(ii) The efficacy or the worth of the present. Presents are also good ways of inculcating and encouraging good habits in others. For instance, gifting books that could be read by people over a period of time and also be shared with others. It is also a good source of knowledge. Gifting potted plants is another good method of improving our surroundings and environment and aiming at creating cleaner and greener spaces around us. It is also good to buy and give presents to children at orphanages as they have no one who could give them this happiness.

Writing (NCERT Page 20)

1. Imagine that you are Jim. You have returned to your town after the war. In your diary record how you feel about the changes you see and the events that occur in your town. You could begin like this, 25th December 1919, it’s Christmas today, but the town looks…………

Ans.  25th December 1919

The war is over and I have returned home and today is Christmas, but Christmas didn’t have its usual cheer and gaiety. Hardly any people can be seen on the streets dancing, singing, and merry-making. It’s been more than a month since the war was over, but people are still terrorised and hesitant in stepping out. The joy of Christmas is incomplete without a community celebration.

The empty streets are not the same either. The buildings, the parks, and the fountains have been reduced to debris. The purity of the air has been replaced by the smell of blood and fire. I just cannot connect with this town. I get lost while wandering because all those familiar landmarks have been reduced to heaps of garbage. I feel so sad.

Connie is sad too. She is traumatised and gets lost in the web of her thoughts. I wish this war had never happened. How I wish that the last Christmas celebration should not have been further followed by the war. Things could have been different today. Things could have been normal today.



Suppose you are the visitor. You are in a dilemma. You don’t know whether to disclose your identity and disappoint the old lady or let her believe that her dear Jim has come back. Write a letter to a friend highlighting your anxiety, fear and feelings.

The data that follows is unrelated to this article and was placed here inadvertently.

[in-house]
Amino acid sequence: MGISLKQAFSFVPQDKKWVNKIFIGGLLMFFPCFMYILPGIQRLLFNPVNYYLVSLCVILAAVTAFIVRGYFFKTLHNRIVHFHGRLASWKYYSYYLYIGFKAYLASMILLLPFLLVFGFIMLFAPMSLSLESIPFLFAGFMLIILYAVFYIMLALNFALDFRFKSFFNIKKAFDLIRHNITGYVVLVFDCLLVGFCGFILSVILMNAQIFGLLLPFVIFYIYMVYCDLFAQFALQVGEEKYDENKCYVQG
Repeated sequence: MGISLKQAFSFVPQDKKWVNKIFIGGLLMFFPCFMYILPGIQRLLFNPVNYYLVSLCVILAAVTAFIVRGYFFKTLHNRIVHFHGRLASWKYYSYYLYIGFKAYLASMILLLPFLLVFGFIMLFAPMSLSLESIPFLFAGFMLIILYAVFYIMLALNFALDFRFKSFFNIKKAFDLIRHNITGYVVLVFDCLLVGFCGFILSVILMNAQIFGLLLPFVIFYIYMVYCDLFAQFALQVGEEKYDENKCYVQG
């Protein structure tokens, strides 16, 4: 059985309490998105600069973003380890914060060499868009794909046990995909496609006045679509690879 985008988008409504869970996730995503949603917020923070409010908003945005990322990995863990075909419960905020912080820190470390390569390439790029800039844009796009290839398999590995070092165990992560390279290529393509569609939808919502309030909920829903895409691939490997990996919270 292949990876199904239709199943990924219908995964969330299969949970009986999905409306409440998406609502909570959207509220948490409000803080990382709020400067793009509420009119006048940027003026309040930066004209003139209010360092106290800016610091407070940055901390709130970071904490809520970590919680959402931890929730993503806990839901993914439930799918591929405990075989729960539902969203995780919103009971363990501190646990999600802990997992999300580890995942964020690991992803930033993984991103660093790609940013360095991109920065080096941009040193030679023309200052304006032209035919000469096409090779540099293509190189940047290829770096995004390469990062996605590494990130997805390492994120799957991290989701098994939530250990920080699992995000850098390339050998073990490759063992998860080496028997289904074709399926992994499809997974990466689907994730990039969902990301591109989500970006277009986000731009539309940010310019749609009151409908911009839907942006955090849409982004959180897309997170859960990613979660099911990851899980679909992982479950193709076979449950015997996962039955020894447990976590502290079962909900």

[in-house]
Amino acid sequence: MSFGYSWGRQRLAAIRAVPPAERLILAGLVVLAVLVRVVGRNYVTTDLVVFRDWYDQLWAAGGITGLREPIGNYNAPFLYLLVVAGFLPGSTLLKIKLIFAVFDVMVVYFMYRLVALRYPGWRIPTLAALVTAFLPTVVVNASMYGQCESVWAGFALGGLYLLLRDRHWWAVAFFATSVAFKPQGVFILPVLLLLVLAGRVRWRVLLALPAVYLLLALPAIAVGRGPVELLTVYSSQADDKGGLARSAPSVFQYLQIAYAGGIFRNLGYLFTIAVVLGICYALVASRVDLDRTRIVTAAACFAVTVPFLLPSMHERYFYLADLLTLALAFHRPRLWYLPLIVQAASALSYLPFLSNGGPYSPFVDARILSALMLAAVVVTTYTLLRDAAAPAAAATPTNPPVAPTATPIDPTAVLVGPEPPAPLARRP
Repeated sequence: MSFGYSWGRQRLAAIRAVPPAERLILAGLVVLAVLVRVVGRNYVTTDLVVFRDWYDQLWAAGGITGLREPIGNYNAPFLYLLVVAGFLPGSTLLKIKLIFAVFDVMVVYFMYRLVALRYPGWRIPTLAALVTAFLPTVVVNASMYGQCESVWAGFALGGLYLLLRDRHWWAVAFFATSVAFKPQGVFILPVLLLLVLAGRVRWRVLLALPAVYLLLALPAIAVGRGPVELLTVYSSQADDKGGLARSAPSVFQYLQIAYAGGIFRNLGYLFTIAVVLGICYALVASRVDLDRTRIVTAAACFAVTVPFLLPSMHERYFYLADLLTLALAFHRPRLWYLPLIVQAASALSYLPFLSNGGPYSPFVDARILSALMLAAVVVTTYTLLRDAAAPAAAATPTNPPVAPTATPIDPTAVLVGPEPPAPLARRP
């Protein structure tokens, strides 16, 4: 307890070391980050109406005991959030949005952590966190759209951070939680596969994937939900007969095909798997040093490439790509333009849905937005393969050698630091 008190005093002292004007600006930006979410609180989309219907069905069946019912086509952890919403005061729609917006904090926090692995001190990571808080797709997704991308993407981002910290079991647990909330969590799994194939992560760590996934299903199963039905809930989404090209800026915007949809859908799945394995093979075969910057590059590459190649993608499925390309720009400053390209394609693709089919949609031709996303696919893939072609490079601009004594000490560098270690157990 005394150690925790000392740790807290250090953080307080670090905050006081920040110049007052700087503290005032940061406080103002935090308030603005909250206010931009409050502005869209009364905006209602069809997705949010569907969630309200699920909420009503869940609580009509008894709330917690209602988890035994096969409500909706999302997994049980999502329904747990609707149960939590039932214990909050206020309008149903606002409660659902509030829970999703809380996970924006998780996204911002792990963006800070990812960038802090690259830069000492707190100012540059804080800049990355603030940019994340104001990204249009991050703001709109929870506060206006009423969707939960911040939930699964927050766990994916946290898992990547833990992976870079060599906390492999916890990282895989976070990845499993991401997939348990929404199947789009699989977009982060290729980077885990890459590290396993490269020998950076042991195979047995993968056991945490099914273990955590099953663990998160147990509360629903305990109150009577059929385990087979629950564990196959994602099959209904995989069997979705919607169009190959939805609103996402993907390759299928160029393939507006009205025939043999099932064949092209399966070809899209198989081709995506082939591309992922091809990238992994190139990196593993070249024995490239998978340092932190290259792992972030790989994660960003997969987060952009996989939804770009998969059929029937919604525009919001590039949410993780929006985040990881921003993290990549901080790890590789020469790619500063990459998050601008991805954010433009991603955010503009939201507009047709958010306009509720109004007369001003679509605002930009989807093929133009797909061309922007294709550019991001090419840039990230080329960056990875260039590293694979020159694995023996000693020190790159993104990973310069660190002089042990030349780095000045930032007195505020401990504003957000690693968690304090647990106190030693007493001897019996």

House No. 10,

XYZ Street,


25th December 1990

Dear Peter

How have you been my friend? It’s been a long time since we last met. I had come to Burlington for some work and encountered a string of strange events. My thoughts are all muddled up. I am sharing with you my feelings, hoping you could help. The string of strange events started with my buying a roll-top desk. It was in a bad condition, so I started working on its repair and while doing so I saw a secret drawer in it and it contained a letter.

The letter was written by Jim, an army officer, to his wife Connie, while he was away at the war with Germans. It was quite an old letter, dated 1914. Having read the letter I immediately knew how special and treasured this letter was. So, the next morning I thought of meeting Mrs Macpherson. with the help of the address indicated on the envelope, I reached there and got to know that their house had caught fire and Mrs Macpherson was now in a hospital. I went to see her in the hospital. She had turned so old and was sitting in a wheelchair. I tried explaining to her how I had found it, but she had become lost in her thoughts and somehow she understood me to be Jim, her dead husband. She kissed my cheek, held my hands, and asked me to talk to her and I animatedly did it all. I came back home after a little while, stuck up in my thoughts entirely as to what to do next. Should I tell her the truth and disappoint her? Or should I allow her to die peacefully thinking that finally, her husband had returned to her? Dear friend, please help me understand what should be the right course of action.

Yours truly


2. Given below is the outline of a story. Consider the story using the outline.

A young, newly married doctor………… freedom fighter ……….. exiled to the Andaman and Nicobar Islands by the British ……….. infamous Cellular Jail …….. prisoners tortured ……….. revolt by inmates …………… doctor hanged ……….. wife waits for his return ………….. becomes old ……. continue to wait with hope and faith.

Ans.  A young, newly married doctor, who was also a freedom fighter, and a true patriot, was detained a day after his marriage and exiled to the Andaman and Nicobar Islands by the British to the infamous Cellular Jail. All this happened so suddenly and discreetly that nobody got to know what had happened. In the jail, the prisoners were tortured and beaten up.

They were not allowed to write letters to their relatives. They were expected to silently endure all this, but one fine day there was a revolt by the inmates. They decided to get together and protest. The authorities did not know how to handle it and to suppress the revolt many inmates were hanged to death. The doctor too was hanged. His wife didn’t get the news of his death. She kept waiting for him to return. Endlessly waiting, she became old, but her husband never returned. Despite that, she continues to wait with hope and faith.